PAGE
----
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Workbench / Sanding Station

A project log for Wood Works

Tales from my woodworking shed

MarkMark 06/08/2017 at 23:390 Comments

When you work with wood, you're almost inevitably going to spend a lot of time sanding. Whether you use a disc, belt, palm or delta sander it's going to produce a lot of fine dust. Dust that will clog up your power tools and your lungs unless you take precautions.

So I built a sanding station with a perforated downdraft top surrounded by three knockdown panels. A simple but effective design that was easy to build. But it was a hassle to setup for every little sanding job so it did not see a lot of use in practice.

I cleared up some more junk and clutter from my shed and this created enough room to add another workbench. And this bench will feature an integrated sanding station. I've salvaged enough "construction grade" wood from dumpsters so it will only cost me a couple of dimes for the screws & glue. UPDATE: I've purchased (!) a 90 degree corner for 32mm PVC pipe to neatly fit a vacuum hose to the dust chamber. That added a whopping 45 cents to the BOM. Still well below 1 (one) euro though...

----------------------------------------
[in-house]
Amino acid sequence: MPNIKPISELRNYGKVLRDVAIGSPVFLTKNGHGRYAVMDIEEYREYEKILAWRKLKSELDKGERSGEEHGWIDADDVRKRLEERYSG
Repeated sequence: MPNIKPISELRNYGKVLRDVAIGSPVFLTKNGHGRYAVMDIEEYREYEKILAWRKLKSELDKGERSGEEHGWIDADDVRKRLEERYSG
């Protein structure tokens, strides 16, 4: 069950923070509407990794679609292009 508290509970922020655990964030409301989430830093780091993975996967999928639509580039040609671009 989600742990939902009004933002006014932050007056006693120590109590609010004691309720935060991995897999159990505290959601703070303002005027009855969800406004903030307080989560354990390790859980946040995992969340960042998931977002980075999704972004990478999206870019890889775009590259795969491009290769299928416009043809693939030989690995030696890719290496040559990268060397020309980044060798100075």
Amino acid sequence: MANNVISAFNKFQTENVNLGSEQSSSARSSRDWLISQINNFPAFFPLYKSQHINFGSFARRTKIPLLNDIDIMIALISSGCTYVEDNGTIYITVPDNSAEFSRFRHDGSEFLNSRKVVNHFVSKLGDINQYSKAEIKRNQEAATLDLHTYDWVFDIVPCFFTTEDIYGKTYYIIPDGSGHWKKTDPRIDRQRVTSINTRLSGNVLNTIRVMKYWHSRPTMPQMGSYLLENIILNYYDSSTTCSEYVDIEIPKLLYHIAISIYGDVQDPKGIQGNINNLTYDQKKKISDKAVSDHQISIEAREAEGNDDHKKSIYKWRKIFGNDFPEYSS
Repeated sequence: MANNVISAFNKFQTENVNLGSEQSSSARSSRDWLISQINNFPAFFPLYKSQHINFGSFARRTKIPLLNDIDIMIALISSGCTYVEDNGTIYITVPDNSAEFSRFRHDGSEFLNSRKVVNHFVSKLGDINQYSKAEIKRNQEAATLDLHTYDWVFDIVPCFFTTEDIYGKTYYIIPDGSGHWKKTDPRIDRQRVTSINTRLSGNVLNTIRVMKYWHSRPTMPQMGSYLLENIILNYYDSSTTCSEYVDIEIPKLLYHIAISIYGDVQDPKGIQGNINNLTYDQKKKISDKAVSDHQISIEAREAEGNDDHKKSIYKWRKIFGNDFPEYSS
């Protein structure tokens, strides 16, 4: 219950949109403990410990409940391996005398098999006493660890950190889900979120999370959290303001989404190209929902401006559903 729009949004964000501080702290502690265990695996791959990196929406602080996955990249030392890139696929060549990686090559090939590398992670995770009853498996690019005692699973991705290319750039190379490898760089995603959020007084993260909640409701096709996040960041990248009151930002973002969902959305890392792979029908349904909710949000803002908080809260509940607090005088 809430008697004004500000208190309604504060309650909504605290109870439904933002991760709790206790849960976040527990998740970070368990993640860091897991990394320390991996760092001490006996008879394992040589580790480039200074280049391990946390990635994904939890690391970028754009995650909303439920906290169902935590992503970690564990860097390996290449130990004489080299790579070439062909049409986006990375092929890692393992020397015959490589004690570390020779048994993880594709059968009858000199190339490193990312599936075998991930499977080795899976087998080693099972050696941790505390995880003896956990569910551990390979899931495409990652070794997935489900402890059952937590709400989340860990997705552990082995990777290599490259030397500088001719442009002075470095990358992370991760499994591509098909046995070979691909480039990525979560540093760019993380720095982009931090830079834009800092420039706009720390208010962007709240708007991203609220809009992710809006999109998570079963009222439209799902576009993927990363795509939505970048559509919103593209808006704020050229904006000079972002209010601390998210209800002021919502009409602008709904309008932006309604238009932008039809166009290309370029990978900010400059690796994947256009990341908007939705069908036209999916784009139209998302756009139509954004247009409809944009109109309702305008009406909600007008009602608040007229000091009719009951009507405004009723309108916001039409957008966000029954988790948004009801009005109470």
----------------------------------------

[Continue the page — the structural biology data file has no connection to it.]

The basic design of the bench is simple: a 120 by 60 cm frame supported by four 95 cm legs. A secondary frame is mounted about halfway up the legs to add extra support and create some shelving space. The worktop is made of 16 mm plywood. I've drilled a lot of holes in the central section between the two crossbeams so any sanding dust will be sucked up by the vacuum chamber underneath.

This chamber was created by screwing & glueing a piece of OSB to the underside of the crossbeams. I drilled a 32 mm hole in the OSB for the PVC pipe corner and fastened it with a small screw and lots of silicone kit. On the other side I glued a short piece of hose that will connect with my vacuum cleaner.

I also put a thin sheet of MDF at an angle inside the chamber and kitted it in place. This baffle will reduce the amount of air that needs to be displaced to create suction.

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